You Don’t Have To Miss A Thing

Posted on August 16, 2010 by

Coin shows are great opportunities to buy and sell coins, meet old friends (and make new ones), learn about coins, view great exhibits, and bid on coins at auction.

Twenty or thirty years ago, it was absolutely essential to attend coin shows if you were a serious dealer or collector.  If you weren’t there, you simply weren’t part of the action…or part of the fun.

My, how things have changed.  Thanks to the Internet and modern technology, missing a coin show does not mean missing out completely.  Here are some ways to participate in a coin show even if you can’t make it in person.

Coin auctions. Before the Internet, it was impossible to buy coins at auction unless you either viewed the coins in person or had someone represent you.  Pictures in catalogs were limited in size, thus it was difficult to see what a coin really looked like.  Also, you could not control your bids like you might have wanted to.  If you needed to adjust your bids as the auction progressed, it was difficult or impossible to do so.  Today, all of the major auction houses post their auctions on-line, complete with over-sized images that show the coin in great detail.  Most auction houses have sophisticated programs that allow you to bid online.  If you want to “stretch” on a coin you really want, keep hitting that BID button.  If you’ve reached your spending limit, turn off your computer.  You can do it all from the comfort of your home.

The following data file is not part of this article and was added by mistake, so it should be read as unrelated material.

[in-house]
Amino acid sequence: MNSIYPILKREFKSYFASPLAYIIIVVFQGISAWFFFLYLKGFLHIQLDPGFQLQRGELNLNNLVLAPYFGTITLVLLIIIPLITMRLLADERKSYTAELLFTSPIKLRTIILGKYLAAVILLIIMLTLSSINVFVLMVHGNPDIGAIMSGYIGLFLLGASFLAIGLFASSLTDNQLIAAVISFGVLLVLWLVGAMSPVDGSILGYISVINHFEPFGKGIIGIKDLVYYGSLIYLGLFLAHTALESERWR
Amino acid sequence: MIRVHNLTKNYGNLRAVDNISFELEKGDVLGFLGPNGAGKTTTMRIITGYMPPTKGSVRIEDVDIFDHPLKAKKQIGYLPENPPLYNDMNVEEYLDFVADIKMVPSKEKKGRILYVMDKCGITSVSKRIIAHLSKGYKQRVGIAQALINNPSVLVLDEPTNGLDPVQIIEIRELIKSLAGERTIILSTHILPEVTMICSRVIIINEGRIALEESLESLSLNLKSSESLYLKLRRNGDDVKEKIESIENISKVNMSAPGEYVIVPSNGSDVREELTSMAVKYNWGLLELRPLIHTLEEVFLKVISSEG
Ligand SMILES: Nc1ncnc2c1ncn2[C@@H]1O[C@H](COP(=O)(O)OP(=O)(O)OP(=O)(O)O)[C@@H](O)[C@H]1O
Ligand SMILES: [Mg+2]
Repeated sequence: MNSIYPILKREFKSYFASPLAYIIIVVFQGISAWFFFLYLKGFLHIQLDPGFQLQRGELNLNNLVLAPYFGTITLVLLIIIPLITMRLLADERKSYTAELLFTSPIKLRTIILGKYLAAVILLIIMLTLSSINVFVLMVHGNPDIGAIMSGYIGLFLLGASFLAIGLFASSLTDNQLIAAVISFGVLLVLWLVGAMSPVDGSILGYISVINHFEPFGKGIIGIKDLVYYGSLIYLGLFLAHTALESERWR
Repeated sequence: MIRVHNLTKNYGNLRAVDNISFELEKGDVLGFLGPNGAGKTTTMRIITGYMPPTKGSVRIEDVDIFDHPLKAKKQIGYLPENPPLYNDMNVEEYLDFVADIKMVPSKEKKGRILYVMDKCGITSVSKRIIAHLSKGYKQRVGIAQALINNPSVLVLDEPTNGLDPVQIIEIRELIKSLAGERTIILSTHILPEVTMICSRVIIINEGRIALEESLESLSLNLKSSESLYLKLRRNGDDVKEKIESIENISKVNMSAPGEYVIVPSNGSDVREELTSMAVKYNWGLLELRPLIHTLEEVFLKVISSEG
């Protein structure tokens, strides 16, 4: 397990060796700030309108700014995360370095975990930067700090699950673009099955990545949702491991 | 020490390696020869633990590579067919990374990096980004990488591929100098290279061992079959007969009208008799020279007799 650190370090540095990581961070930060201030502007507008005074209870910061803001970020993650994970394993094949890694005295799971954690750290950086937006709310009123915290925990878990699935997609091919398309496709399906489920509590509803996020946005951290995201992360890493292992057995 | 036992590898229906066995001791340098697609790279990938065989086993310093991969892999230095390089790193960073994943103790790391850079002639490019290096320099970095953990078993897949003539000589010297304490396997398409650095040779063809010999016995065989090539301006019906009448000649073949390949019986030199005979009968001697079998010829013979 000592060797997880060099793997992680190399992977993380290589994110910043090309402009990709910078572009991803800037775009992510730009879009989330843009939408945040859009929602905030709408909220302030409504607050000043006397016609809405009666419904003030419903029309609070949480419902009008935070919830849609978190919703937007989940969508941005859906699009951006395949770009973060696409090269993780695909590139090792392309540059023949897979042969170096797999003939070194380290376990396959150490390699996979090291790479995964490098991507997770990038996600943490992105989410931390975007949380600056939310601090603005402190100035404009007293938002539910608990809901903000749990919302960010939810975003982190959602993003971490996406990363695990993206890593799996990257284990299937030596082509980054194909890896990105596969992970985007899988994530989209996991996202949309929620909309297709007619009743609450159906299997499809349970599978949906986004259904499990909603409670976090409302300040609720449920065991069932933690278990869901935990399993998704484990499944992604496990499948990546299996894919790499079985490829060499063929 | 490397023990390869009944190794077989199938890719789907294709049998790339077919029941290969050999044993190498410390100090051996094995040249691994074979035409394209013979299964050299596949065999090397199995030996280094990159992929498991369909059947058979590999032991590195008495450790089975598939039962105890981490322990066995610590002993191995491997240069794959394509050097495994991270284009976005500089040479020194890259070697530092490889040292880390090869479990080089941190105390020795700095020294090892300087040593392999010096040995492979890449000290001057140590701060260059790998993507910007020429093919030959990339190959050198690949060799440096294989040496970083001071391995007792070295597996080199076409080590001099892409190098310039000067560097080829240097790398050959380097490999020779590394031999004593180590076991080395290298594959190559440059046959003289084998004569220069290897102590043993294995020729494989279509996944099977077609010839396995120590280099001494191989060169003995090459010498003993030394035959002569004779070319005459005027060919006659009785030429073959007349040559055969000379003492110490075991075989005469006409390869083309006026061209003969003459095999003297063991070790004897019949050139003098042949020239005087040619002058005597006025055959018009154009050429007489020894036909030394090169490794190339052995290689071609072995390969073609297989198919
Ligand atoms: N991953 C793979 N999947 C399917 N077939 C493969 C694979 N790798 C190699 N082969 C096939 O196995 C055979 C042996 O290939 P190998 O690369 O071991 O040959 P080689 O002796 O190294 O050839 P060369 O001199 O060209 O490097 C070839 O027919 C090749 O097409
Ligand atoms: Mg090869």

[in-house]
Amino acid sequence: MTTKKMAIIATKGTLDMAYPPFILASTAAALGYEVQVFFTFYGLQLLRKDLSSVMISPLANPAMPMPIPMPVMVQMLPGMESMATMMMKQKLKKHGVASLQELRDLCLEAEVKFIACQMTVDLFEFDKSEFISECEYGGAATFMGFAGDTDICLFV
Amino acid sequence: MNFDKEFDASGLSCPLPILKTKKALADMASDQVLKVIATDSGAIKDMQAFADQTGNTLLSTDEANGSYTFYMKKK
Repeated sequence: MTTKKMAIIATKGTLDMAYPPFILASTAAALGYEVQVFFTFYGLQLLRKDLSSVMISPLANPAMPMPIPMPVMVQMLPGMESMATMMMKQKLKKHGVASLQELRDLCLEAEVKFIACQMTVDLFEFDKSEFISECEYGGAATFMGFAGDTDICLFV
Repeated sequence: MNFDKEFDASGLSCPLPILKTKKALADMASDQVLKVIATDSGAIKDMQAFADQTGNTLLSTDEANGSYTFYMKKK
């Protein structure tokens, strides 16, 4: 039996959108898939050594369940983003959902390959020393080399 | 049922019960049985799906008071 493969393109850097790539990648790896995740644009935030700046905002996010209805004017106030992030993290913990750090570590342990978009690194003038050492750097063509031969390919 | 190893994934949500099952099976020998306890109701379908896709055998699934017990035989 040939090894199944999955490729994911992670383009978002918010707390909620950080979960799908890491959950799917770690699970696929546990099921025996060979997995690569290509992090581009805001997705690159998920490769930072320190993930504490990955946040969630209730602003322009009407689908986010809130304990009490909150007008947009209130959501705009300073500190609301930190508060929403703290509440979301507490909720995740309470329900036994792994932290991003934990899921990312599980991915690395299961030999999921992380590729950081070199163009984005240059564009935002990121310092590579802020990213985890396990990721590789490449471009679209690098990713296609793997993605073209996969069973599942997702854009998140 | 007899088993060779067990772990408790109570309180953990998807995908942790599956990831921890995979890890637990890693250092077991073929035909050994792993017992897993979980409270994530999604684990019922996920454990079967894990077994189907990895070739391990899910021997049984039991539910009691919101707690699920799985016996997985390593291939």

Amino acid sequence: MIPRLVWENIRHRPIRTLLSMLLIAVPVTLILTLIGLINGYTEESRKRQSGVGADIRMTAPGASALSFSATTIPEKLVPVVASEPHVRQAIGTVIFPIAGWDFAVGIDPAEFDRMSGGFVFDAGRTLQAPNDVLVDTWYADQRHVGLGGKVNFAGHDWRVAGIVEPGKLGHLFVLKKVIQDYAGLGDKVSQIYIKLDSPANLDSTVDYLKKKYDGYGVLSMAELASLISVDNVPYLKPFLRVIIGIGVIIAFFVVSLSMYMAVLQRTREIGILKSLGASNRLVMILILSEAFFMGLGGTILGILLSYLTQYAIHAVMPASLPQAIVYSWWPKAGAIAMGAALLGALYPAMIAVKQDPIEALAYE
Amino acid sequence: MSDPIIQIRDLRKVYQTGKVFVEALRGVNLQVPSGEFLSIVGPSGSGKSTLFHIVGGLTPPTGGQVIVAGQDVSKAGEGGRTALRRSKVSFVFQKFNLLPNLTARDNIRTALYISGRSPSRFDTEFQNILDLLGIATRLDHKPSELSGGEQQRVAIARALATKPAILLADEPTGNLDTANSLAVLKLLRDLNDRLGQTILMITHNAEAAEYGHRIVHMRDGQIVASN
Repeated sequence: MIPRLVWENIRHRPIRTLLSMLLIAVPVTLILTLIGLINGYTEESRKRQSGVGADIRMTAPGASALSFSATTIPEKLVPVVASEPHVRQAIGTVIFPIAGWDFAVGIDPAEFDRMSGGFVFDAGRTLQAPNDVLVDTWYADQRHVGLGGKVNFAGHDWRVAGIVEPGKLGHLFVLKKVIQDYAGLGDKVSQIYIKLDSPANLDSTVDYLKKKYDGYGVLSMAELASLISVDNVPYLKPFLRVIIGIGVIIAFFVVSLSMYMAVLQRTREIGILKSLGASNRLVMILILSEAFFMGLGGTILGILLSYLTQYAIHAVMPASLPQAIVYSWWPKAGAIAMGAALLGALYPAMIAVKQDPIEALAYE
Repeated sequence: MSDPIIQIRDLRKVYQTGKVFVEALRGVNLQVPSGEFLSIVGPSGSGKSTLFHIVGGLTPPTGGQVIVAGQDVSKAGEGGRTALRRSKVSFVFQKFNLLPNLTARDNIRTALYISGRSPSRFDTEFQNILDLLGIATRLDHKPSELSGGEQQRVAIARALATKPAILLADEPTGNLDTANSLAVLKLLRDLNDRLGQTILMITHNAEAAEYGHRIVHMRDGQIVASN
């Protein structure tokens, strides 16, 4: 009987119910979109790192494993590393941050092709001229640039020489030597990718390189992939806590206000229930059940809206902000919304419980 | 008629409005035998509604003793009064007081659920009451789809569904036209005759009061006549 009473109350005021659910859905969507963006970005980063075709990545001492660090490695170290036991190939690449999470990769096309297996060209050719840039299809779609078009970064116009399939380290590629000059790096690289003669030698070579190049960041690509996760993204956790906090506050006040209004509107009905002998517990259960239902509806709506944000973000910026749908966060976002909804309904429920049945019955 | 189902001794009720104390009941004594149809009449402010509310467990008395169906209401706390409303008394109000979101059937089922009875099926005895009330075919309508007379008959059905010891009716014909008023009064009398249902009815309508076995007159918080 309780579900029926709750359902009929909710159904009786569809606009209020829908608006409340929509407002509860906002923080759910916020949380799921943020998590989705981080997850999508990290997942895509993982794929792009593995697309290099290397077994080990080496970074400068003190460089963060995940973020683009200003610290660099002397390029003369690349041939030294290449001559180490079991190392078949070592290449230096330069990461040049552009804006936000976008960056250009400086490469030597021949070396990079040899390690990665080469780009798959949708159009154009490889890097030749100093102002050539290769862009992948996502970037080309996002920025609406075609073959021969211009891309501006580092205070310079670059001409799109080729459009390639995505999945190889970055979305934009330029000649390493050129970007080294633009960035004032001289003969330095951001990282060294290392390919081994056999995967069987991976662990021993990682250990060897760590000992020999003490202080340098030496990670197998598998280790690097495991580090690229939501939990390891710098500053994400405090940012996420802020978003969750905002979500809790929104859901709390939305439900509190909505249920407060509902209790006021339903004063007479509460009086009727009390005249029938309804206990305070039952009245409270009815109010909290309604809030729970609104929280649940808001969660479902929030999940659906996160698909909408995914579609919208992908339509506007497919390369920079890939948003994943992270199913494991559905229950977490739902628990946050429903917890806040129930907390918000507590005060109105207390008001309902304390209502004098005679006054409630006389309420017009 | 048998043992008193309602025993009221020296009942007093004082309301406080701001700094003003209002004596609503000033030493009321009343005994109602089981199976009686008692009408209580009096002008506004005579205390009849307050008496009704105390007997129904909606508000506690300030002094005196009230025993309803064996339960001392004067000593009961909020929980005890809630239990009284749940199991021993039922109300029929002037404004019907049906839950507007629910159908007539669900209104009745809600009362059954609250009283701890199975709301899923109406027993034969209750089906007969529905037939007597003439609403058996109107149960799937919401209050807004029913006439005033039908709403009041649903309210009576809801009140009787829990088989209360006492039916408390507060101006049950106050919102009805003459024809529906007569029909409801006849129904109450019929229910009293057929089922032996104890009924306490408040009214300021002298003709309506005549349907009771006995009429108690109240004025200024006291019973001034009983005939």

What’s happening? If you can’t be there, it’s nice to know what’s going on.  Today, lots of dealers and collectors post regular updates so that we know all about the show activity, the venue, the general state of the market, etc.  For example, I saw several posts about the recent ANA convention on the PCGS Message Boards, Facebook, and Twitter.  Dealer websites often feature interesting posts and updates (one of my favorites are the Road Reports on coinraritiesonline; another are the sometimes fiery commentary from Legend Numismatics).  Also, it’s very easy to stay in close touch with people at the show via email (most of today’s cell phones allow emailing and text messaging) or by cell phone.  Blog postings by our own David Hall and Don Willis kept us up-to-date on important happenings and announcements.  Finally, the same programs that run the coin auctions let you see the auction prices realized almost immediately after the sale.

“First shot.” Nothing can replace being the first person to view coins in a dealer’s case.  However, many dealers are quick to upload their new inventory so that those of us at home can still have a chance at coins we need or want.  For instance, Doug Winter posted on Saturday that he would have all of his new inventory listed on his website the next day and that all of the unsold coins would be imaged by Monday.  I would not be surprised if he sold most of his new purchases by the end of the week, because he has a big following of eager buyers who couldn’t make it to the show.

Being at home doesn’t mean you have to be out of the picture.  Use the Internet and today’s technology to enjoy a coin show almost as much as if you were there.  And, keep in the back of your mind that one thing hasn’t changed over they years: the expense, time, and hassle of travelling.

Have fun!

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